Envío Digital
Central American University - UCA  
  Number 125 | Diciembre 1991




Envío team

Since Violeta Chamorro's inauguration, the lifting of the US trade embargo and the freeing up of many import tariffs has brought a flood of imported consumer goods to Nicaragua rarely seen during the 1980s, though most are out of reach for the great majority of the population. Myriad new commercial outlets in Managua brim with Frosted Flakes, Tylenol and other staples of US life. As this new merchandise enters the country, contraband trade is also growing, and one of the hottest new lines is illegal drugs, including cocaine.

The area most affected by drug trafficking is Nicaragua's Atlantic Coast. Community leaders in both Bluefields and Puerto Cabezas charge that the coast has become a stop-off point on the drug route between Colombia and the United States. One coast leader commented that "once the traffickers enter a country, it's only a matter of time before they start looking for markets."

In Managua, two streets in the working-class neighborhood of Santa Ana are now popularly known as the "Little Medellín Cartel." Commentators on the La Primerísima radio station charge that open dealing of both marijuana and cocaine takes place there and has touched off a crime wave of "great concern" to area residents. In October, Managua police officers made two large-scale cocaine busts, netting hundreds of pounds of cocaine.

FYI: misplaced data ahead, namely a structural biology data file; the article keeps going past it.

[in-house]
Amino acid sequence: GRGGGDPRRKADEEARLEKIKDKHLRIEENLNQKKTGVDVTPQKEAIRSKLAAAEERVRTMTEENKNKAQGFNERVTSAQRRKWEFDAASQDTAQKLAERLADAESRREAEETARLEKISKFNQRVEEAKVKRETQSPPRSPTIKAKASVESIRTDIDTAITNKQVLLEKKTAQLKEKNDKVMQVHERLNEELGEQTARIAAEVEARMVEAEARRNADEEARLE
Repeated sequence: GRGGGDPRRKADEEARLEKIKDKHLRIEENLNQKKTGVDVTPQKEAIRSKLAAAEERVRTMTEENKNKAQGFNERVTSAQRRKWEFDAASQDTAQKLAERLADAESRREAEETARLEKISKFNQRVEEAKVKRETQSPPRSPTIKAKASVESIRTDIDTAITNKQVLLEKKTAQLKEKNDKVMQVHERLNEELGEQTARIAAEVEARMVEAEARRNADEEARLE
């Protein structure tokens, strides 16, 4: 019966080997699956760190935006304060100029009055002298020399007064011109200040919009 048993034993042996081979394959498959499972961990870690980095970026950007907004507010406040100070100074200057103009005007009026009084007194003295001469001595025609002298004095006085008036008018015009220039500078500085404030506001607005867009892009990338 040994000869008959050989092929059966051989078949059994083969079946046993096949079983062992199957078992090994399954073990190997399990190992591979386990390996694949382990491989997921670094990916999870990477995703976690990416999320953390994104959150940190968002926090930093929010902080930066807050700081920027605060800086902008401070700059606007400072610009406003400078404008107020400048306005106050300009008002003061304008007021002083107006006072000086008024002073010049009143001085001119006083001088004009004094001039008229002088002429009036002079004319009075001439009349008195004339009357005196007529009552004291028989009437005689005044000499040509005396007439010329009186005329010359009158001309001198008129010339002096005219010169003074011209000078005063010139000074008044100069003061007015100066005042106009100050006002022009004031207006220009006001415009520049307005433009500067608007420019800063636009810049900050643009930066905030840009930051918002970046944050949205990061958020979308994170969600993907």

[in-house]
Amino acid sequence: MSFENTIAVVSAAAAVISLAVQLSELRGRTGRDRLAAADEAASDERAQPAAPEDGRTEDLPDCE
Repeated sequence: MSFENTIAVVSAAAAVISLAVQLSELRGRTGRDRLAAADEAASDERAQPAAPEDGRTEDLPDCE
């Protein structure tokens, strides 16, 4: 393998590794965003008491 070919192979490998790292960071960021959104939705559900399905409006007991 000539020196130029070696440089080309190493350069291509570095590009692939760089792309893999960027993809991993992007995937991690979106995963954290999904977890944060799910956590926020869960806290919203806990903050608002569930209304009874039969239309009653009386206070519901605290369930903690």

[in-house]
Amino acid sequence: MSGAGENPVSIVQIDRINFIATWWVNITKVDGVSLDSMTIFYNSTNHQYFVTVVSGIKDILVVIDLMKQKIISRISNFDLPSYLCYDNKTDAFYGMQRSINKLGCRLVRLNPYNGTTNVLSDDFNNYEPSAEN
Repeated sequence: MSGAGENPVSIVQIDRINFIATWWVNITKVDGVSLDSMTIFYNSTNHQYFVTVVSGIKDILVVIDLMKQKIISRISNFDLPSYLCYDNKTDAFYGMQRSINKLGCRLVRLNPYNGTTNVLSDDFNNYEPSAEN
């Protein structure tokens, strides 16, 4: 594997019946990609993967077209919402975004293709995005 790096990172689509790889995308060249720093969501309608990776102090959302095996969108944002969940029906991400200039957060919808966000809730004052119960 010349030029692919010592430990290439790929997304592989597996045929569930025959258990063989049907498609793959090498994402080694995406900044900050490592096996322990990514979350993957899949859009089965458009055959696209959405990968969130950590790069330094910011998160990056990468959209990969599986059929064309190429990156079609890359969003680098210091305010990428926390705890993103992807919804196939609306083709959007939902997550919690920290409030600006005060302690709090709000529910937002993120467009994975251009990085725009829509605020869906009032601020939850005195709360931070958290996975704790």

In a related story, Guillermo Cortés reported in the daily Barricada in late October that the National Financial System is suspected of being used to launder drug money. The report states that low-denomination counterfeit US bills have been introduced into the country. The Nicaraguan Superintendence of Banks ran paid ads in all three news dailies warning that large quantities of false dollars are in circulation in the country.

US Federal Reserve officials are in Nicaragua, according to Cortés, to train bank employees in techniques to detect falsified currency as well as to explain how money-laundering procedures have been used in other countries so they can be on the lookout for them. Also working in Nicaragua are US Drug Enforcement Agency officials.

Deputy Foreign Minister Ernesto Leal declared on October 25 that the Nicaraguan government looks with "approval" on Cuba's integration into the Organization of American States (OAS). "Cuba is part of Ibero-America," commented Leal, "and thus we feel that the meeting of the Presidents of Venezuela, Colombia and Mexico with Fidel Castro is a positive step." In a surprise move, Presidents Carlos Andrés Pérez of Venezuela, César Gaviria of Colombia and Carlos Salinas of Mexico had invited Castro to the fourth "Group of Three" summit meeting, held in Mexico earlier in October. One report described the invitation by the leaders of these three powerful Latin nations as aimed at strengthening their summit's central purpose: "to define and implement cooperation strategies with the countries of the Caribbean and Central America."

Leal said that Nicaragua, as "a democratic and pluralistic country," would support the proposal by the three Latin American nations to integrate Cuba into the OAS and other inter-American organizations.